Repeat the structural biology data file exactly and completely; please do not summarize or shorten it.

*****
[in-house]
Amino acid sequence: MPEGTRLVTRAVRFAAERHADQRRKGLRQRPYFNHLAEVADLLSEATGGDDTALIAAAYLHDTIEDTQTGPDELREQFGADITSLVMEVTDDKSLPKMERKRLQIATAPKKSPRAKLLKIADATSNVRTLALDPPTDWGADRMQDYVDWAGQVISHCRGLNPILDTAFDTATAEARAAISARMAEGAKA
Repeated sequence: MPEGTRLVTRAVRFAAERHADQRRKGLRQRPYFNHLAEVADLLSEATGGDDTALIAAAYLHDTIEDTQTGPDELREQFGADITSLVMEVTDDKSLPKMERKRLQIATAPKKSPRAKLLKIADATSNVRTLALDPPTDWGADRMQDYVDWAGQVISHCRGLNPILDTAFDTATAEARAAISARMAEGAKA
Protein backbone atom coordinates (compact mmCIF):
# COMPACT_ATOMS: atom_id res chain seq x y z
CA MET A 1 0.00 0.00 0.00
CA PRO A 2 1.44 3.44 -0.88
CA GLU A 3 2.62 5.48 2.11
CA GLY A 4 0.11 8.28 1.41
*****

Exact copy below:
[in-house]
Amino acid sequence: MPEGTRLVTRAVRFAAERHADQRRKGLRQRPYFNHLAEVADLLSEATGGDDTALIAAAYLHDTIEDTQTGPDELREQFGADITSLVMEVTDDKSLPKMERKRLQIATAPKKSPRAKLLKIADATSNVRTLALDPPTDWGADRMQDYVDWAGQVISHCRGLNPILDTAFDTATAEARAAISARMAEGAKA
Repeated sequence: MPEGTRLVTRAVRFAAERHADQRRKGLRQRPYFNHLAEVADLLSEATGGDDTALIAAAYLHDTIEDTQTGPDELREQFGADITSLVMEVTDDKSLPKMERKRLQIATAPKKSPRAKLLKIADATSNVRTLALDPPTDWGADRMQDYVDWAGQVISHCRGLNPILDTAFDTATAEARAAISARMAEGAKA
Protein backbone atom coordinates (compact mmCIF):
# COMPACT_ATOMS: atom_id res chain seq x y z
CA MET A 1 0.00 0.00 0.00
CA PRO A 2 1.44 3.44 -0.88
CA GLU A 3 2.62 5.48 2.11
CA GLY A 4 0.11 8.28 1.41